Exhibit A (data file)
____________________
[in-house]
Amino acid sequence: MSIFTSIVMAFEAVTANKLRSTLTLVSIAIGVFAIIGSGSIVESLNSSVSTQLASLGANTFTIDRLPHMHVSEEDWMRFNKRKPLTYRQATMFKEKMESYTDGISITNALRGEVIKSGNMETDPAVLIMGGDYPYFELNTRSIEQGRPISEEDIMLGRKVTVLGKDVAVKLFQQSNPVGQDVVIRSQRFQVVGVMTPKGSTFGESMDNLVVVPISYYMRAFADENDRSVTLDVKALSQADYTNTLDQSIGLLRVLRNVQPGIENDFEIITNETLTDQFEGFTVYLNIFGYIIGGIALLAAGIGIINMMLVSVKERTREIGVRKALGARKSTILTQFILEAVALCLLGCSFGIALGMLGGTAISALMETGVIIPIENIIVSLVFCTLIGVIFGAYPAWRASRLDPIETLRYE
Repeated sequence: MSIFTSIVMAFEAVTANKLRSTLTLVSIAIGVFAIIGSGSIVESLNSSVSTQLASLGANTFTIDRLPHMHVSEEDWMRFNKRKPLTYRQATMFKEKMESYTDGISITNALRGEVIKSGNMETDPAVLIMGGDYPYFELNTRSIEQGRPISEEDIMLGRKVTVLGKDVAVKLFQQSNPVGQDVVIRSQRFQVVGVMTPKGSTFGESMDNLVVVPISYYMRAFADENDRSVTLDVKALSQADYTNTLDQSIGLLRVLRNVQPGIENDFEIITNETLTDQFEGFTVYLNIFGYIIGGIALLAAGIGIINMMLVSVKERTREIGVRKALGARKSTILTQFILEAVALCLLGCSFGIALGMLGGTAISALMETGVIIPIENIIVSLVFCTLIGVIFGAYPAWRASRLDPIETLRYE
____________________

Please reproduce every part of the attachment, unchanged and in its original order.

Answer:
[in-house]
Amino acid sequence: MSIFTSIVMAFEAVTANKLRSTLTLVSIAIGVFAIIGSGSIVESLNSSVSTQLASLGANTFTIDRLPHMHVSEEDWMRFNKRKPLTYRQATMFKEKMESYTDGISITNALRGEVIKSGNMETDPAVLIMGGDYPYFELNTRSIEQGRPISEEDIMLGRKVTVLGKDVAVKLFQQSNPVGQDVVIRSQRFQVVGVMTPKGSTFGESMDNLVVVPISYYMRAFADENDRSVTLDVKALSQADYTNTLDQSIGLLRVLRNVQPGIENDFEIITNETLTDQFEGFTVYLNIFGYIIGGIALLAAGIGIINMMLVSVKERTREIGVRKALGARKSTILTQFILEAVALCLLGCSFGIALGMLGGTAISALMETGVIIPIENIIVSLVFCTLIGVIFGAYPAWRASRLDPIETLRYE
Repeated sequence: MSIFTSIVMAFEAVTANKLRSTLTLVSIAIGVFAIIGSGSIVESLNSSVSTQLASLGANTFTIDRLPHMHVSEEDWMRFNKRKPLTYRQATMFKEKMESYTDGISITNALRGEVIKSGNMETDPAVLIMGGDYPYFELNTRSIEQGRPISEEDIMLGRKVTVLGKDVAVKLFQQSNPVGQDVVIRSQRFQVVGVMTPKGSTFGESMDNLVVVPISYYMRAFADENDRSVTLDVKALSQADYTNTLDQSIGLLRVLRNVQPGIENDFEIITNETLTDQFEGFTVYLNIFGYIIGGIALLAAGIGIINMMLVSVKERTREIGVRKALGARKSTILTQFILEAVALCLLGCSFGIALGMLGGTAISALMETGVIIPIENIIVSLVFCTLIGVIFGAYPAWRASRLDPIETLRYE